Commission hosts tutorial for newly-election East Providence pols

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EAST PROVIDENCE — The Budget Commission sponsored an educational seminar for those newly-election officials in East Providence Thursday night, Nov. 29, a 90-minute session that was both informative and certainly an eye-opener to some in attendance.

Commission Chairman Diane Brennan led the meeting, which included remarks by State Director of Revenue Rosemary Booth Gallogly. State Department of Municipal Finance supervisor James Savage and Cynthia Brown, a representative from the Rhode Island Department of Education, also made presentations.

Councilors-elect James Briden, Tracy Capobianco, Thomas Rose and Chrissy Rossi attended the seminar as did their counterparts on the School Committee — Joel Monteiro, Anthony Ferreira and Richard Pimentel.

Mrs. Brennan opened the session with an overview of the aims still to be reached and achievements made to date by the Commission, quickly approaching its one-year anniversary in charge of nearly all city affairs.

Mrs. Brennan pointed to the targeted savings of nearly $60 million through the reduction of expenditures in the Commission’s as of yet completed five-year fiscal outline.

She also talked about the Commission’s continuing negotiations with the nine unions and two other bargaining units (school aides and administrators), saying there remains a need for contractual concessions from all parties if the city is to reach a goal of funding its retirement liabilities to the minimum standard of 60 percent over the next several years.

East Providence, like many other municipalities around the state and nation, currently falls far below that threshold, although the Commission has fully funded its Annual Retirement Contributions (ARCs) in the two fiscal year budgets (2012 and 13) its completed.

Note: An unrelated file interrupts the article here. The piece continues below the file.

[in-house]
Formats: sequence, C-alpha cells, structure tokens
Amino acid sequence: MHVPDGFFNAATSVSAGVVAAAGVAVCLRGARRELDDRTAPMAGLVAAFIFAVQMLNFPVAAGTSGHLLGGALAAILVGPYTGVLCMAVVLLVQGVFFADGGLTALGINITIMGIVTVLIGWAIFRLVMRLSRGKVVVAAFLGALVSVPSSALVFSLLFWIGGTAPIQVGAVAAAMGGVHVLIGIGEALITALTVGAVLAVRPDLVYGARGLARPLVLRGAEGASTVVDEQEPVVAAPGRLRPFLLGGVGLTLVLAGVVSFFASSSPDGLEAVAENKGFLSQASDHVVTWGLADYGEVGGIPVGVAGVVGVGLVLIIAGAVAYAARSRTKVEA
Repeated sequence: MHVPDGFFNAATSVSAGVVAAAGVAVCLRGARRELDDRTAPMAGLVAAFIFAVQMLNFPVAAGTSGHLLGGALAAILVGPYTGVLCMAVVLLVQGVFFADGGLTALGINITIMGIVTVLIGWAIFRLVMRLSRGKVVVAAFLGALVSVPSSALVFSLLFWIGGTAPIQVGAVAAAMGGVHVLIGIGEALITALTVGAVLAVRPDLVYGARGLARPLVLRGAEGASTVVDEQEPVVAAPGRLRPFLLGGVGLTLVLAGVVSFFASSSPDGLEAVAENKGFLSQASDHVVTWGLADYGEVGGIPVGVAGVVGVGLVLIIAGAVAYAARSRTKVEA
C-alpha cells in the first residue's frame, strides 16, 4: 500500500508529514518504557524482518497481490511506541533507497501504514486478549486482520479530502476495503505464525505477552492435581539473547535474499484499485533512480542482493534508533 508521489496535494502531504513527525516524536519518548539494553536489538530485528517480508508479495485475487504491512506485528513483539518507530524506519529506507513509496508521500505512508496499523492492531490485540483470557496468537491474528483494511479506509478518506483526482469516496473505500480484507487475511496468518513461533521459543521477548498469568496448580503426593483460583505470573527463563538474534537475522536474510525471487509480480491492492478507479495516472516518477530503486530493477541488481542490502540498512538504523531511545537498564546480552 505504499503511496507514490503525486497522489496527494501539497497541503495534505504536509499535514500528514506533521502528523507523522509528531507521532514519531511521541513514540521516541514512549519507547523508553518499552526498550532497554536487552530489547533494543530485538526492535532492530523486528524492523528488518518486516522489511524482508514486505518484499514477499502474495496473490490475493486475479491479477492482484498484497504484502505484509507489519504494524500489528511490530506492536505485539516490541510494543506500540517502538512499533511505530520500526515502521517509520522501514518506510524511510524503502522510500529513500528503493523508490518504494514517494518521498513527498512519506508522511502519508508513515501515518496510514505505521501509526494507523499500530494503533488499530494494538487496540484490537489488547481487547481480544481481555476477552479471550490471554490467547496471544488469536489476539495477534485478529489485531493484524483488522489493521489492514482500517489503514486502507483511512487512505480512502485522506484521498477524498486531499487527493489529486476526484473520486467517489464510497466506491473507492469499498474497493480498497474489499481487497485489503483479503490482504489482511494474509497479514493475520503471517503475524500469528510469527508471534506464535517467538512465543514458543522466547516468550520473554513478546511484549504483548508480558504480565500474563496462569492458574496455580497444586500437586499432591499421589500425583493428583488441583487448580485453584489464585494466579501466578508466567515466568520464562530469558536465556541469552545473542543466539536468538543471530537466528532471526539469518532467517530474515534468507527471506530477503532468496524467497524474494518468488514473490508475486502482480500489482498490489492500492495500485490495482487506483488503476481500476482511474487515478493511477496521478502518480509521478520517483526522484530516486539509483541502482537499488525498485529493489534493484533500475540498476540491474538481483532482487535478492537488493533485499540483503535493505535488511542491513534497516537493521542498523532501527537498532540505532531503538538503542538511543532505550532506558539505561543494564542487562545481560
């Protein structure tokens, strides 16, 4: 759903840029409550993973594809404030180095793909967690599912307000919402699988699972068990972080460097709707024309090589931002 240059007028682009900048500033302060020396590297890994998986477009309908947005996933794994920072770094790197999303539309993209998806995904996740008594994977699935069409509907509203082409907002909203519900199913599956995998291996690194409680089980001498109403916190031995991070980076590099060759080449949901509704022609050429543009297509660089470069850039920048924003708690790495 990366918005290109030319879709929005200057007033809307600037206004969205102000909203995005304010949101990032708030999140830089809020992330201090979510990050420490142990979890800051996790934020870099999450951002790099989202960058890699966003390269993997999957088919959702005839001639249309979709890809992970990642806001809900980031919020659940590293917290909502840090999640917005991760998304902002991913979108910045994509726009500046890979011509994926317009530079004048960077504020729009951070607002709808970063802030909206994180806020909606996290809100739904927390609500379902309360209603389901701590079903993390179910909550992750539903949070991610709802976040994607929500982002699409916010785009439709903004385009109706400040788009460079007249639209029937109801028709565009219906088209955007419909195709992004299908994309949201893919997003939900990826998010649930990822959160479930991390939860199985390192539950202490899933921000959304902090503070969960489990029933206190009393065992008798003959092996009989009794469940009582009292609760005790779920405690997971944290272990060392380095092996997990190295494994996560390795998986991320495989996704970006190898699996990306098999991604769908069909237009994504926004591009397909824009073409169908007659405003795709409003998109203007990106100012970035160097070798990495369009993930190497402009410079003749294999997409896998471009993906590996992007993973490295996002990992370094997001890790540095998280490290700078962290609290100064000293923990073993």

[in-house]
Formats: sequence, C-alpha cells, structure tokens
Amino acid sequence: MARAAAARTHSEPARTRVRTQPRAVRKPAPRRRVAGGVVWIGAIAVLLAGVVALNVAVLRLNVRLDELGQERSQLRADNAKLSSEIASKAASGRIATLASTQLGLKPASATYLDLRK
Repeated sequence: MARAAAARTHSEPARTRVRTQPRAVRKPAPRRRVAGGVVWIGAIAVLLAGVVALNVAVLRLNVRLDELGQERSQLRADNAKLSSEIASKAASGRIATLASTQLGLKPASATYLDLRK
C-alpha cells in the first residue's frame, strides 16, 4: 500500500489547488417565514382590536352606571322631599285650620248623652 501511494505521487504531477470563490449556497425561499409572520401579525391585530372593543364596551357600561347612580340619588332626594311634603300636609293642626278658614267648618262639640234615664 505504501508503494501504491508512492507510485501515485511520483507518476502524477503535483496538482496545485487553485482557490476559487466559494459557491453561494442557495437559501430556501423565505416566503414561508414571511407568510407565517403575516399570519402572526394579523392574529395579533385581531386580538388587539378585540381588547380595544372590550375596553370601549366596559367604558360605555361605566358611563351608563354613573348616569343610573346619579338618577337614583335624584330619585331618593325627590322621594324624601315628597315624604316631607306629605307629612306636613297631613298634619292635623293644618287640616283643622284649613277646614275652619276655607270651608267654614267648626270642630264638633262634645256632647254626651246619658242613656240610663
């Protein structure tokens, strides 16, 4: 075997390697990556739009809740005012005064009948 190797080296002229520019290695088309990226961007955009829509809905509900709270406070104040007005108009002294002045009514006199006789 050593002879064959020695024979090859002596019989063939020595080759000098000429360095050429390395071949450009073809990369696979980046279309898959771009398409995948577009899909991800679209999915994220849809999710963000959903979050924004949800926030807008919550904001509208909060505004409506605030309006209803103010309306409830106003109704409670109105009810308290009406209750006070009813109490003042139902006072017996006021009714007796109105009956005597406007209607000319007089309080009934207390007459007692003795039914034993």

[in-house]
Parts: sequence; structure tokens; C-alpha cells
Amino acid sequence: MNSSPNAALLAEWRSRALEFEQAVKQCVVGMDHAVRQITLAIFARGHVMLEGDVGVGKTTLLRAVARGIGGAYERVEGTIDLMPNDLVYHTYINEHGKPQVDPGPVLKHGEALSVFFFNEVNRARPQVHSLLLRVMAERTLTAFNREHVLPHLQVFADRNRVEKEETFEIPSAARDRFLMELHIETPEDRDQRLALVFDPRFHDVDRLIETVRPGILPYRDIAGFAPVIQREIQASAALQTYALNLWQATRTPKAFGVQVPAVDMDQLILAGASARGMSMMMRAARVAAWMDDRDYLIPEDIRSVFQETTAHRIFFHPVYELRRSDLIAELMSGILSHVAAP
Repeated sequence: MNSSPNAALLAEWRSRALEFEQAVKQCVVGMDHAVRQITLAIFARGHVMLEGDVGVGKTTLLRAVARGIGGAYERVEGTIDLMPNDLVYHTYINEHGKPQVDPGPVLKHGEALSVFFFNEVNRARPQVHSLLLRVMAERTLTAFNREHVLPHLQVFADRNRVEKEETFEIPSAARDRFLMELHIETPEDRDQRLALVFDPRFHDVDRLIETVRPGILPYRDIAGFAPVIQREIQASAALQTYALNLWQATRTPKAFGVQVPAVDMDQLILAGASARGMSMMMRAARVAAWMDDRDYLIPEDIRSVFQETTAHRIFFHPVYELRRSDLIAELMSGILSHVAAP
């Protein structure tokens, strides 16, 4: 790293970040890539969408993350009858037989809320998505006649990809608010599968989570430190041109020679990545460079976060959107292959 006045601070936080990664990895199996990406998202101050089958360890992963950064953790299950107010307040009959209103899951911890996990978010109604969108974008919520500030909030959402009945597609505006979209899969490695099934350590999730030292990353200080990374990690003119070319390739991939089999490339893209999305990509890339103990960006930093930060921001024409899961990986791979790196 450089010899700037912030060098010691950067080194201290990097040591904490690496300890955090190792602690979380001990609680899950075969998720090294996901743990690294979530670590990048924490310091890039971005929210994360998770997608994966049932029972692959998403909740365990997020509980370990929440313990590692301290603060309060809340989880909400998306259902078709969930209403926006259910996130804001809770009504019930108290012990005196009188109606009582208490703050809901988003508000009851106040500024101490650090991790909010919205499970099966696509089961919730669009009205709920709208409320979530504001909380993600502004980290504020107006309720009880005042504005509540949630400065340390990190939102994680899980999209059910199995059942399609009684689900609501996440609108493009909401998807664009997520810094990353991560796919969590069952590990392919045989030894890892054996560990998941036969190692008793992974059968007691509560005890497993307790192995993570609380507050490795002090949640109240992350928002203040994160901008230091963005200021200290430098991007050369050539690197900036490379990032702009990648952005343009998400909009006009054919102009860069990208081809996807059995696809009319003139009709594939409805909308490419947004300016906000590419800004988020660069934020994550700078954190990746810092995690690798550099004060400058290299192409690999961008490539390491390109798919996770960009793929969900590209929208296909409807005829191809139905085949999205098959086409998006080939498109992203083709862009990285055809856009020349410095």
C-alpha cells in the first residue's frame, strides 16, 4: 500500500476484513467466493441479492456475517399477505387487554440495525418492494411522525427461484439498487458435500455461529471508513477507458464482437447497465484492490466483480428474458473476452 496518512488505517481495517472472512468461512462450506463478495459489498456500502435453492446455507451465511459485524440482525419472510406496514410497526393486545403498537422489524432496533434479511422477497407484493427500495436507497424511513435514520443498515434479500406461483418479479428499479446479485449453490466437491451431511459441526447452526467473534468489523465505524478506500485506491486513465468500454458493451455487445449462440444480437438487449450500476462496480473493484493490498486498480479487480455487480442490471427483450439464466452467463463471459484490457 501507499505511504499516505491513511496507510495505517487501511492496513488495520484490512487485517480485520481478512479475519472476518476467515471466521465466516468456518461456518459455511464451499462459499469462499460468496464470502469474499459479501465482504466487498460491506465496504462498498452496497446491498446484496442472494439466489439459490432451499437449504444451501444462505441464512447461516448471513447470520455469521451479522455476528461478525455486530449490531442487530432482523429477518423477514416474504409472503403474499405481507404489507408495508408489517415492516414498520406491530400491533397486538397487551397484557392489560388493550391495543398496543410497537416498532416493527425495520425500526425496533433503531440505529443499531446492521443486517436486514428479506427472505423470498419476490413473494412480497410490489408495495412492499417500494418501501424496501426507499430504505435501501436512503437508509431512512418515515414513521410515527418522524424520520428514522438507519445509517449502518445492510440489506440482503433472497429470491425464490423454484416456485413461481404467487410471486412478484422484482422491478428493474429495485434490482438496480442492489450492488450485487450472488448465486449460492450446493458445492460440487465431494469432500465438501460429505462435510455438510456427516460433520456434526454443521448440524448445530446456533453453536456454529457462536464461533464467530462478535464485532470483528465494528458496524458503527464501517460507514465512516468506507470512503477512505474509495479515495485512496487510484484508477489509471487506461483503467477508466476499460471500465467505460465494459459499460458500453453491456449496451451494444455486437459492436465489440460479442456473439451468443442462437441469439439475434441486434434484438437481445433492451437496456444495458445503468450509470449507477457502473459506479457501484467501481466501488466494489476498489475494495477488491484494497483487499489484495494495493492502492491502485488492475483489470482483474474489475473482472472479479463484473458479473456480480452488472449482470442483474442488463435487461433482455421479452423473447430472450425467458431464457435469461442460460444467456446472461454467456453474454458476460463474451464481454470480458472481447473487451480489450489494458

Mrs. Gallogly spoke at the conclusion of Mrs. Brennan’s presentation, telling the gathered, “We want (the state) the be considered as a resource, an ally and a partner in this process.”

Mr. Savage led the discussion next and talked about East Providence’s effective tax rates.

Despite protestations from several residents and business owners, the city has among the lowest effect rates in the state when considering the number of exemptions it allows.

A state review of similar municipalities to East Providence found the city has the second-lowest tax rate among like communities and the fourth highest amount of exemptions. East Providence was grouped with Cranston, Central Falls, Johnston, North Providence, Pawtucket, West Warwick and Woonsocket for the purposes of the comparison.

As an example, Mr. Savage said the most-recent median value of a house in East Providence is $208,000, but with the Homestead Exemption in effect, that home is taxed at only $179,000. Only Central Falls, among the like cities and towns, taxes at a lower rate.

Similarly, Ms. Brown used figures based on a grouping of communities commonly referred to as the “urban ring” in educational circles. The Rhode Island urban ring consists of E.P., Cranston, Johnston, Newport, North Providence, Warwick and West Warwick.

East Providence is at the low end in terms of actual classroom ($14,500) and administrative costs. The former has much to do with its teachers being the lowest paid in the state, while the latter has to do with the structure of the school department.

In contrast, the city is at the high end of tuition costs, what it pays for students to attend out-of-district schools and programs, as well as what it pays for transportation.

Nearly all of the tuition costs are related to Special Needs students. East Providence has some of the highest Special Education expenditures in the state. It consumed a high of 36 percent of the budget in Fiscal Year 2009, dropped to 33 percent in FY10 and went back up slightly to 34 percent in FY11. The Budget Commission and the School Department, mostly through policy and evaluation methods, have vigorously attempted to reduce the percentage.

Mrs. Gallogly, following up on the presentations of Mr. Savage and Ms. Brown, noted, “where (the state) has seen outliers of problems (in the budget), we’ve tried to take action.”

 

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